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GS Paper III Indian Economy and Agriculture

Economic Impact of Covid-19 India

Economic Impact of Covid-19

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Economic Impact of Covid-19:- The foundation for reviving our economy is to inject confidence back in the entire ecosystem. People must feel confident about their lives and livelihoods. Entrepreneurs must feel confident about reopening and making investments. Bankers must feel confident about providing capital. Multilateral organisations must feel confident enough to provide funding to India. Sovereign rating agencies must feel confident about India’s ability to fulfil its financial obligations and restore economic growth.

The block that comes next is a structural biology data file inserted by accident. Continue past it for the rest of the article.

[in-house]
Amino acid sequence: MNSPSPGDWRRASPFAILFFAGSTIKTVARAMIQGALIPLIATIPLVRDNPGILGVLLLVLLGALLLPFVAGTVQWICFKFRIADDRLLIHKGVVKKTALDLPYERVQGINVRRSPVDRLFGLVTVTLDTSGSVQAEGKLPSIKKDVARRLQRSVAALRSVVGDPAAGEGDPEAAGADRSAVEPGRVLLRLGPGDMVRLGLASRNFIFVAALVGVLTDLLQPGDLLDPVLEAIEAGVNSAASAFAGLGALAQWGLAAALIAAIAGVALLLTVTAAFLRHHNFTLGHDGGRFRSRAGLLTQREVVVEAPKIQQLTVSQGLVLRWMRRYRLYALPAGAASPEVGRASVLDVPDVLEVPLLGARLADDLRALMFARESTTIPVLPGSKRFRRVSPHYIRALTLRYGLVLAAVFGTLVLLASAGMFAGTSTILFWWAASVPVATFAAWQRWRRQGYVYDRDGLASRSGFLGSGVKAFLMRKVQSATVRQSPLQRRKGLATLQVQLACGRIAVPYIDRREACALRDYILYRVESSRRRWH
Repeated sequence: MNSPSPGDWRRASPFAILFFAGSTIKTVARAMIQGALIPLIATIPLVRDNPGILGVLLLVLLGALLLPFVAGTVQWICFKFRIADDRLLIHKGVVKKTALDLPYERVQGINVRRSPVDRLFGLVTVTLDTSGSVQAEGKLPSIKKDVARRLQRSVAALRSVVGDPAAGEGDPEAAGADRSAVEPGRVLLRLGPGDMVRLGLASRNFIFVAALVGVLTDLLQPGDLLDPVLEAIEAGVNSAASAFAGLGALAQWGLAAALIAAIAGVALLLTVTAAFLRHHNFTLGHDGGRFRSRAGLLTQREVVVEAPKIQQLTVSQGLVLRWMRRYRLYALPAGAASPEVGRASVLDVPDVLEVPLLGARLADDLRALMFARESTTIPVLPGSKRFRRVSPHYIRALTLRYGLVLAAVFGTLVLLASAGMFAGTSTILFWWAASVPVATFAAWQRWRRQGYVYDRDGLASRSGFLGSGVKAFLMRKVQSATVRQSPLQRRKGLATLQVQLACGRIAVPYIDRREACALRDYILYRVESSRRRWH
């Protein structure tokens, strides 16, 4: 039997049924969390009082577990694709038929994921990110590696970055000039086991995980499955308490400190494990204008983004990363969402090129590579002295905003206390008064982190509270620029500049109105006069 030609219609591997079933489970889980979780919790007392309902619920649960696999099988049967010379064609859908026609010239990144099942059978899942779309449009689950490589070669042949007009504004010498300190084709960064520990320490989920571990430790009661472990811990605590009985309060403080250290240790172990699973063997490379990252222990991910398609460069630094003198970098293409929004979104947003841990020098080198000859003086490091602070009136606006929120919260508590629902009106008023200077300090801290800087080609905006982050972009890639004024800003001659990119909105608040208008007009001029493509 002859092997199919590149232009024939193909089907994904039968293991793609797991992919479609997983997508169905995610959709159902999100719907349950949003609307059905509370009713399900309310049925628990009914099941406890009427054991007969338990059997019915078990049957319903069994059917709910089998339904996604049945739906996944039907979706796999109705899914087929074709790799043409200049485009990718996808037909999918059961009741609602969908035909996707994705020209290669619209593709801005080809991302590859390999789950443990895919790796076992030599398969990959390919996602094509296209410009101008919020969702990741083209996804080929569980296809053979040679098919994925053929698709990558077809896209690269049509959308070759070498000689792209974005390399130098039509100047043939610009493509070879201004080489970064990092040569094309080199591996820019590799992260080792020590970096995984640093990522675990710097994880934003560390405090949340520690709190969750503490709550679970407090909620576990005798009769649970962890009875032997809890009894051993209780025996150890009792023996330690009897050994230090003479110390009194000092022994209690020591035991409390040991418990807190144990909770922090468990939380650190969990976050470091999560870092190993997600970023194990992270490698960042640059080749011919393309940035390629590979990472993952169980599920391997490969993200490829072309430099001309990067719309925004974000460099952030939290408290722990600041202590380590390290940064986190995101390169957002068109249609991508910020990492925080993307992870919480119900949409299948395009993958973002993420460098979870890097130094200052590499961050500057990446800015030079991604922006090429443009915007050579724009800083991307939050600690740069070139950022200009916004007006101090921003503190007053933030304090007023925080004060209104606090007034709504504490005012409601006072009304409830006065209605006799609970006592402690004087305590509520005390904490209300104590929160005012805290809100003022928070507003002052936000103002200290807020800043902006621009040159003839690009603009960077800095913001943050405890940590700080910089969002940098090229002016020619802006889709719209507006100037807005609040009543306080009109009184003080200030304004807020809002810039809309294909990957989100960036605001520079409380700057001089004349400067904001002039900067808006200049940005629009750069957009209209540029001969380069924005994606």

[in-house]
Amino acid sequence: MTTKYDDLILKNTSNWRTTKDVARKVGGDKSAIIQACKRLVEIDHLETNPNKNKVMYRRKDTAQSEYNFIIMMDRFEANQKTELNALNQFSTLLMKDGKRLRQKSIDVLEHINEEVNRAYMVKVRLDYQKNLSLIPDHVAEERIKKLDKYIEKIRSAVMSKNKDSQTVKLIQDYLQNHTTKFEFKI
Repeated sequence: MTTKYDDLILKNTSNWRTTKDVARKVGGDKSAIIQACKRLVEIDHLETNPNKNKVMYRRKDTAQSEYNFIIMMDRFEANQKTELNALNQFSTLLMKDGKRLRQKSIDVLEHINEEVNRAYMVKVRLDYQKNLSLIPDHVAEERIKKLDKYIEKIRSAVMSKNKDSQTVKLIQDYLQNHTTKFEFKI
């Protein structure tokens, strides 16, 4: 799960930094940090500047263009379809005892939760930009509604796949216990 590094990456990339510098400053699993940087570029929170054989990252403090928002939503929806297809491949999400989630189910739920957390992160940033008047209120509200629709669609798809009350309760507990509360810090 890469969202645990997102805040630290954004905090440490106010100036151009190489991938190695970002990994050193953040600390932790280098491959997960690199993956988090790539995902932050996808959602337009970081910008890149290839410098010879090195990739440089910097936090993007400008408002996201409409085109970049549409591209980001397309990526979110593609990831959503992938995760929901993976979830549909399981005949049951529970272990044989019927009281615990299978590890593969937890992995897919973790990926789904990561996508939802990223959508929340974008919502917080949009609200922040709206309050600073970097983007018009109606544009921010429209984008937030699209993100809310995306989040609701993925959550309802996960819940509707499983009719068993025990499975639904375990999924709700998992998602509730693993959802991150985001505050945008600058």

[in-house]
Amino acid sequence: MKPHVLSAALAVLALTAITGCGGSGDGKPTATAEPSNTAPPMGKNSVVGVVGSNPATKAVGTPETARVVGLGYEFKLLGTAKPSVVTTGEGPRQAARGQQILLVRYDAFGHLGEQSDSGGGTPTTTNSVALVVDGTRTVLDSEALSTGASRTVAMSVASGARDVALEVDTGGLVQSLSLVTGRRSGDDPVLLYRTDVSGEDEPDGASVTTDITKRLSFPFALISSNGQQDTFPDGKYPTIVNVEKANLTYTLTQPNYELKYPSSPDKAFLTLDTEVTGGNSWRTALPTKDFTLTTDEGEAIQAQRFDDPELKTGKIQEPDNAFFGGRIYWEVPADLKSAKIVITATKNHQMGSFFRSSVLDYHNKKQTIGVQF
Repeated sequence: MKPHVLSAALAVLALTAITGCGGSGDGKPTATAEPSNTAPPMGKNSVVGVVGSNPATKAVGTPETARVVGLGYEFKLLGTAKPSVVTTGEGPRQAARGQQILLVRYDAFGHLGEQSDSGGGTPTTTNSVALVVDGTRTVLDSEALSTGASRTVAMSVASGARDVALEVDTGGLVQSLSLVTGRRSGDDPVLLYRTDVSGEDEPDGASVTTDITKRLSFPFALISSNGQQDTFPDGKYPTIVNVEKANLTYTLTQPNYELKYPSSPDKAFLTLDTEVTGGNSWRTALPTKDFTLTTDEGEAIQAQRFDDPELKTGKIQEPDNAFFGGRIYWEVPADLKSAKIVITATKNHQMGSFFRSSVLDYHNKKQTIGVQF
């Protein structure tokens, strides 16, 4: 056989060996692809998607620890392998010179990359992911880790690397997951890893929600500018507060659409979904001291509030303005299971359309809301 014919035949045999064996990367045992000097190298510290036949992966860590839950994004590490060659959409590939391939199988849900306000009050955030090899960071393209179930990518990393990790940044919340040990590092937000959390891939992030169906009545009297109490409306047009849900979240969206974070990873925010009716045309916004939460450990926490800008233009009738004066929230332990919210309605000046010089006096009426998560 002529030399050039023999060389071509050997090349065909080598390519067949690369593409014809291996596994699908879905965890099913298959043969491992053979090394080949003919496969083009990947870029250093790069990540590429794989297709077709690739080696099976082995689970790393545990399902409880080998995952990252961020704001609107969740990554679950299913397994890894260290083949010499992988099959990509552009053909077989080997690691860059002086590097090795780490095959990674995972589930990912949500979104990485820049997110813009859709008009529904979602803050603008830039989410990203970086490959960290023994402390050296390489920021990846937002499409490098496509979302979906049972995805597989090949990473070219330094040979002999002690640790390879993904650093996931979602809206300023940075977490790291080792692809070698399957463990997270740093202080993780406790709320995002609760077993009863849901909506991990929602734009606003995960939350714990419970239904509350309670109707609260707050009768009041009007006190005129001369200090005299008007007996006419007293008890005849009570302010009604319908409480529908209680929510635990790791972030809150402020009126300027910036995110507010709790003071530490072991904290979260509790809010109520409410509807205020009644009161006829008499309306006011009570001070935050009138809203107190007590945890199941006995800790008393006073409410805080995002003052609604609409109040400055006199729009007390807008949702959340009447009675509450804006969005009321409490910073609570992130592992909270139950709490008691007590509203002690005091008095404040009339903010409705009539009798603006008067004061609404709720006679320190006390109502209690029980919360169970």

The economic impact of Covid-19 pandemic has caused unprecedented damage to the global and India is no exception. According to State Bank of India’s research report – Ecowrap, the following observations were made: All the four quarters of FY21 will exhibit negative real GDP growth and the fall of full-year contraction in growth will likely be in double digits. India’s GDP crashed 9 per cent in Q1 FY21 due to the nationwide lockdown. The contraction will likely be in double digits, which may be around 9 per cent. Q2 real GDP fall will be up to 15 per cent, while the GDP in Q3 will fall up to 10 per cent. It had earlier estimated real gross domestic product (GDP) at (-) 6.8% for the current fiscal. As anticipated private final consumption expenditure (PFCE) growth collapsed as COVID-19 containment measures reduced consumption to most essential items. The FY21 consolidated fiscal deficit of the Centre and state governments might touch 13 per cent of GDP. India’s exports and imports (both merchandise and services), estimated at $141.82 billion and $127.76 billion, respectively, during April-July FY21, have contracted by 21.9% and 40.7% when compared to the same period last year. This unequivocally points to the saga of how badly the pandemic has impacted India’s global trade. The global economy is expected to experience one of its worst years in history and the Indian economy is expected to contract significantly for the first time in many decades. The World Bank predicts that remittance flows will face their sharpest decline in history, falling by an expected 20% in 2020 to $445 billion. Prolonged economic recession will force the return of a significant number of migrants to their countries of origin, aggravating the economic downturn and social disruption. The revival of the health of the banking sector must, apart from involving steps such as capital infusion and disinvestment of public sector banks, also involve allowing institutions such as the RBI, public sector banks, bankruptcy boards, securities and insurance regulators to function freely and professionally. India must make full use of loan programmes of international institutions such as the International Monetary Fund and the World Bank.


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